Wattleseed & Macadamia Oz-cream

Wattleseed & Macadamia Ice-cream⎜The Botanical Kitchen

Australia Day is a celebration I've never felt much affinity for. It often seems to descend into fanatical revelry and has in the past estranged many of our multi-cultural citizens. I don't feel that it embodies the Australia I live in; a place of abundance and privilege, where relationships come meaningfully and meal time is a communal affair. Where everyday life is a celebration of the beautiful produce abounds and the landscapes that surround us. It should be subdued whisper of absolute gratitude for in the noise and haste of the world beyond our shores there is so very much to be thankful for in the peace of home.

My homage then to Australia is a wattleseed and macadamia oz-cream. Wattleseed, come from the native Australian Acacia; a diverse species that covers the breadth of the continent. Many of these plants have been a mainstay in the sustenance of our Indigenous peoples and are a rich nutritious source of protein and carbohydrates. Roasted Wattleseed has a rich and nutty aroma akin to freshly roasted coffee (indeed it can easily substitute for the latter) and makes a delightful addition to both sweet and savoury dishes. It pairs particularly well with earthy vegetables such as pumpkin, sweet potato, parsnip and beetroot and likewise makes an incredible addition to sauces, baking and desserts.

Macadamia, are of course another a treasure indigenous to Australia. Much of the world is familiar with these golden beauties and they have an abundant number of uses. Be that on their own, as a flour substitute in gluten free baking or an oil for dressings and sauces; macadamia pair particularly well with fruitful, earthy and sweet flavours. They are brimming with essential minerals, vitamins and mono-unsaturated fatty acids, though as with any food they should be enjoyed in moderation.

Wattleseed & Macadamia Ice-cream⎜The Botanical Kitchen

The recipe combines this pair in a raw, vegan ice cream that sings of dark and sweet earthy flavours. It marries the aroma of native Australia with my own ideas of food, wellness and indulgence which is quite a lot for one little ice cream but nonetheless my own celebration of home.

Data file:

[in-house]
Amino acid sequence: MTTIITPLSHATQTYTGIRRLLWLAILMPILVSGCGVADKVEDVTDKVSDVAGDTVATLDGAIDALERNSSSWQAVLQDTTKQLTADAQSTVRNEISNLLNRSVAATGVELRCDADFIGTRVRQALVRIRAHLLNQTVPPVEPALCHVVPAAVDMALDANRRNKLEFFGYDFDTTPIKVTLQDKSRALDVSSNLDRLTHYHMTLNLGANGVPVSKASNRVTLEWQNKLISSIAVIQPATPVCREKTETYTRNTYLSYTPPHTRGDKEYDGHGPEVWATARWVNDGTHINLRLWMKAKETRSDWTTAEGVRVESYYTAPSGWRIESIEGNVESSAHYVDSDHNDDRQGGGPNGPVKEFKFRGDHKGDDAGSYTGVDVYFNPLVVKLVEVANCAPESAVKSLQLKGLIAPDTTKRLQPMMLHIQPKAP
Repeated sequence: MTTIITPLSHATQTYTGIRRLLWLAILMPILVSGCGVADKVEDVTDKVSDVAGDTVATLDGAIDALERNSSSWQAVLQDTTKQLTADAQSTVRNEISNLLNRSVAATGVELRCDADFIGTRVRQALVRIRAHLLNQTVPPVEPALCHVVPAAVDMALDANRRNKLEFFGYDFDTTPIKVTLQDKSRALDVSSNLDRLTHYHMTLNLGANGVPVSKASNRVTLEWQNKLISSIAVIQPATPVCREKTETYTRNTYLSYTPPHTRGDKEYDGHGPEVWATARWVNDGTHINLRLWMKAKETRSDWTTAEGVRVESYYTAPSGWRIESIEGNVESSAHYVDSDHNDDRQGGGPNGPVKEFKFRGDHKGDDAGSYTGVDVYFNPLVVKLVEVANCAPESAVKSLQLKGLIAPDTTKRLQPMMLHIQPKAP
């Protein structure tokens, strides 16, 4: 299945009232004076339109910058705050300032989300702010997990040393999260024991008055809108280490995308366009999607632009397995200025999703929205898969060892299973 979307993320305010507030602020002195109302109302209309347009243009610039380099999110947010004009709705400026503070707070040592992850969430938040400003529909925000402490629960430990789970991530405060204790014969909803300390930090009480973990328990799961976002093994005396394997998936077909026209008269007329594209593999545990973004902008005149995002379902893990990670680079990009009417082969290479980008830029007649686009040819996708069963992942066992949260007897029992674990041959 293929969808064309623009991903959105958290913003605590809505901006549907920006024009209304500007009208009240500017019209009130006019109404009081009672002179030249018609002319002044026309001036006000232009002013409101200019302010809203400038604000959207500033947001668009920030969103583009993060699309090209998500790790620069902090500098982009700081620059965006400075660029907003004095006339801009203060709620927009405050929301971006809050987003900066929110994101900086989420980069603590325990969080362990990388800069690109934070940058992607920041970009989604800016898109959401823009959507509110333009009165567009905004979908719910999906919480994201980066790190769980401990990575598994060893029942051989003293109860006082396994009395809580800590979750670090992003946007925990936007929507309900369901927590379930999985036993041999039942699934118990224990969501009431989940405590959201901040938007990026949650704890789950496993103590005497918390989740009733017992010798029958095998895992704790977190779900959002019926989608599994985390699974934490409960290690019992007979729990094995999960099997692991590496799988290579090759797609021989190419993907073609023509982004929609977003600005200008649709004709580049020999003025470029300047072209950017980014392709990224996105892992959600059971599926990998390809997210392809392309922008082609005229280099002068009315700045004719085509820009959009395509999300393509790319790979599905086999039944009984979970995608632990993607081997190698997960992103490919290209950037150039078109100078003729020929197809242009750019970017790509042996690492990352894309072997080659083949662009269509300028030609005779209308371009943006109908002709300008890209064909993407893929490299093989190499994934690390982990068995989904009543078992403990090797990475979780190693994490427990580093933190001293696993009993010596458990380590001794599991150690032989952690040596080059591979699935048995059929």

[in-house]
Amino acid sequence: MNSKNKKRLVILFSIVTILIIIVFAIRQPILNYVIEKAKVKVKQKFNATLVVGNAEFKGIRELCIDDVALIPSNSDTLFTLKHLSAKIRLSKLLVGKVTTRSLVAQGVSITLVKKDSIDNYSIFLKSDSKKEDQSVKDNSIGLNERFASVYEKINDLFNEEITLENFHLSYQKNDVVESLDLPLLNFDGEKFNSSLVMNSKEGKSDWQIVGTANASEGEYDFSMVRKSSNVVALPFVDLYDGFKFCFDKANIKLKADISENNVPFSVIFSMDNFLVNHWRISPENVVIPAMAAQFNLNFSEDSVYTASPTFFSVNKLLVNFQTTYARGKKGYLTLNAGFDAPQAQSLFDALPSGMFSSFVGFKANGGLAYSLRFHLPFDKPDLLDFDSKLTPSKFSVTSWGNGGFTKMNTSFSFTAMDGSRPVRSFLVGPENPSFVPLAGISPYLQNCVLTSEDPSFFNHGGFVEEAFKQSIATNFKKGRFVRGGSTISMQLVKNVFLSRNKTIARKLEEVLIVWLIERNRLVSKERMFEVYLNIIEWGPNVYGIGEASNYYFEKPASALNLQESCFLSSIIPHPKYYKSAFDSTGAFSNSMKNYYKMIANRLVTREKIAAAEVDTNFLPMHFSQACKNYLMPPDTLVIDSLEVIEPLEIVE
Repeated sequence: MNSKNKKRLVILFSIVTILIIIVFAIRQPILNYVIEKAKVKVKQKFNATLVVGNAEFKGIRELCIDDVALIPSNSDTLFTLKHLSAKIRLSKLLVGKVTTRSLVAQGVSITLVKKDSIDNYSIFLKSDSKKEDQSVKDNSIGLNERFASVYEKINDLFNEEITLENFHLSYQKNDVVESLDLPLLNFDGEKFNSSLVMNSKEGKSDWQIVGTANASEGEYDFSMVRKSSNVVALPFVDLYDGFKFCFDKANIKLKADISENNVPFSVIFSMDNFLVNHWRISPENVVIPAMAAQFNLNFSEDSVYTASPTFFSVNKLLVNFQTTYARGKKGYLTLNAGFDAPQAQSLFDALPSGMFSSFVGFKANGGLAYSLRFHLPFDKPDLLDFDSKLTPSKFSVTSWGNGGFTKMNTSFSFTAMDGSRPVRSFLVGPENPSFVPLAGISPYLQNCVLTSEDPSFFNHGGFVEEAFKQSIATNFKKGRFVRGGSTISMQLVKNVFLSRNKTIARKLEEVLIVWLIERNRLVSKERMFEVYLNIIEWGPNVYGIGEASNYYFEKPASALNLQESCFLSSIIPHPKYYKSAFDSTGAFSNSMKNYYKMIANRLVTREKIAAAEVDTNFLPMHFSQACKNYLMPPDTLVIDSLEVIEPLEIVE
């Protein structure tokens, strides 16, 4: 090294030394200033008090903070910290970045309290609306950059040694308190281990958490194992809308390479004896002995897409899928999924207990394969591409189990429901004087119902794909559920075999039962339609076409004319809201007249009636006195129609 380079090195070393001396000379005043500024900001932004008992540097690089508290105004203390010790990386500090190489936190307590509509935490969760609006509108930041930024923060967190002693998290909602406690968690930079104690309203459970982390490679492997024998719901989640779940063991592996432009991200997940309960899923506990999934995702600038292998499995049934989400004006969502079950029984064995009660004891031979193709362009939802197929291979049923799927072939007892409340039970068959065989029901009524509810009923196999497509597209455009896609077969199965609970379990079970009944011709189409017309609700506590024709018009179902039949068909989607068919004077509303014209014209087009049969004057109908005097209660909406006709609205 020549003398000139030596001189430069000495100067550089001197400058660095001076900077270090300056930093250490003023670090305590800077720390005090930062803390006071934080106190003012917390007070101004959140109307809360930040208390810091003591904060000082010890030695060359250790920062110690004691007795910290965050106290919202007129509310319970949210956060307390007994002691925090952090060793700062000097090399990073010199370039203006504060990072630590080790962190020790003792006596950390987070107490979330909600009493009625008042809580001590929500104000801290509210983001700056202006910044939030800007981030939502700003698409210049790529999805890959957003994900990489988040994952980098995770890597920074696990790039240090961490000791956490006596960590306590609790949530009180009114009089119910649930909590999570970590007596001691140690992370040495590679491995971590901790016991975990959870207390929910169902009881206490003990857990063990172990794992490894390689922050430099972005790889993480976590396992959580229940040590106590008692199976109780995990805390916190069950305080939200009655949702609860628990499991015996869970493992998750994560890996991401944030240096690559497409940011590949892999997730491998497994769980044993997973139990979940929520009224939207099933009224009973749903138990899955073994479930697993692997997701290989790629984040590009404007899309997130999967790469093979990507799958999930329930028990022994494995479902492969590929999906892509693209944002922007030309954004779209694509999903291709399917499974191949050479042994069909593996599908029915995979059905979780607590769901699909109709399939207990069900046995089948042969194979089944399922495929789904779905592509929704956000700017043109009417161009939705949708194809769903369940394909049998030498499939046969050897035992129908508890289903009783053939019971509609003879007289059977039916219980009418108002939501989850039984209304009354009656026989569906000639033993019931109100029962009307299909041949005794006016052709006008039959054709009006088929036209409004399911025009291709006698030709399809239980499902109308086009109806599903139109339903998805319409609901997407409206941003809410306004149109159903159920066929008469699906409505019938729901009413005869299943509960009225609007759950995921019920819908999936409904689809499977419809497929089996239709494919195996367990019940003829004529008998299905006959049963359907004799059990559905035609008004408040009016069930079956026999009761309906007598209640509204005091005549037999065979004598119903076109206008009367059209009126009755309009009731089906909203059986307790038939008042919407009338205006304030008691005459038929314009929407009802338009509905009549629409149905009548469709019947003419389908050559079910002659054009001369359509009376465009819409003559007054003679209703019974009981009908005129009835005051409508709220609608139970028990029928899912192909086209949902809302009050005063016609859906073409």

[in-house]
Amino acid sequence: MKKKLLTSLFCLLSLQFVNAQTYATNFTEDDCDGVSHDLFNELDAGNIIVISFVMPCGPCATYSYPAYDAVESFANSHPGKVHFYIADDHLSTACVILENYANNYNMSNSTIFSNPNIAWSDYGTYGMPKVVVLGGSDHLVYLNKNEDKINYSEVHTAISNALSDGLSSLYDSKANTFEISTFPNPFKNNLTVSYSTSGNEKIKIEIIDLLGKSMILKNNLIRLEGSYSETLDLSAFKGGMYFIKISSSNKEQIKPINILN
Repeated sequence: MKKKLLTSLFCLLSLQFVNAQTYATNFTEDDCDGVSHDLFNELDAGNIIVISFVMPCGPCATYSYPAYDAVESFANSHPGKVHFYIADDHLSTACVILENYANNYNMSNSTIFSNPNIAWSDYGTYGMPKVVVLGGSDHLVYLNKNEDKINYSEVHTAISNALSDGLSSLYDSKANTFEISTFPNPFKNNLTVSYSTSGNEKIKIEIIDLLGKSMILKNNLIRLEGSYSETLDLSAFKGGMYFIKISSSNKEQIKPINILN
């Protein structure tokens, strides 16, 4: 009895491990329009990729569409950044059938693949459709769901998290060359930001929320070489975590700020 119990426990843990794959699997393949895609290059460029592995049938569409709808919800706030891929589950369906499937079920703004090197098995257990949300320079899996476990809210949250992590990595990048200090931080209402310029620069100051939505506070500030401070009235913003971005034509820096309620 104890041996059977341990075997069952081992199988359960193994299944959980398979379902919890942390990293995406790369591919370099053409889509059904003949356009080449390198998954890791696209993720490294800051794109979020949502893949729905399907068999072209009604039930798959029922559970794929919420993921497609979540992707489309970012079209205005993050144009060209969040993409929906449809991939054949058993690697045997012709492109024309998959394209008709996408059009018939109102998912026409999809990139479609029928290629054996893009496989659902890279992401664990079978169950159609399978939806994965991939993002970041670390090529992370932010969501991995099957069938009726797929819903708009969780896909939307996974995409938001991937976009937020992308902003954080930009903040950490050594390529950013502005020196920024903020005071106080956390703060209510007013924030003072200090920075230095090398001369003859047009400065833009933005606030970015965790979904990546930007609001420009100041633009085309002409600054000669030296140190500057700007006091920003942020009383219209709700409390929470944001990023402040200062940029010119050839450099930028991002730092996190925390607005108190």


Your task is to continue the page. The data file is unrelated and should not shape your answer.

Wattleseed & Macadamia Oz-cream / Makes approx. 1 litre

This recipe is inspired by the raw ice cream in this cookbook by Sarah Britton.

2 cups raw cashews

4 ripe banana

1/2 cup of honey

1/2 cup of macadamia

2 tbsp roasted wattleseed

1 tbsp coconut oil

Juice of 1 lemon

1 vanilla bean, scraped

Pinch of sea salt

Start by soaking the cashews overnight or for at least 3 hours. Likewise peel and break the bananas into chunks before place them into the freezer overnight or for at least 4 hours.

Remove the bananas from the freezer and stand at room temperature for 10 minutes. Meanwhile roast the macadamia on a skillet or in the oven at a moderate temperature until golden brown. Once cooled coarsely chop. Using a mortar and pestle finely grind the wattleseed and set aside with the macadamia. Drain and rinse the cashews and combine with the banana, honey, coconut oil, lemon, vanilla bean and salt in a high speed blender or food processor. Blend on high until smooth, scraping down the sides as you go. Fold through the wattleseed and macadamia before pouring into a metal or glass container. Place in the freezer for at least 4 hours. Remove the oz-cream to soften 10 mins before you wish to enjoy it.

Wattleseed & Macadamia Ice-cream⎜The Botanical Kitchen

Seasonal guide / temperate climates

Macadamia, harvested early autumn to early spring; banana, all year round, though best through autumn and spring.


Produce companion

When selecting macadamia choose those that are light in colour and odourless; buying from bulk bins is best to check on freshness or otherwise go for vacuum sealed. They are best kept in an airtight container and can be stored at room temperature if consumed in 1 to 2 weeks or in the fridge for up to 6 months. They also freeze well for up to 12 months, just be sure to thaw slowly.

Store wattleseed in an airtight container, somewhere cool and dark.


complementary additions

Cacao nibs, fresh fruit (especially mango, berries and figs), dates, nut butter, chopped almonds and walnuts.


Samantha WoodsComment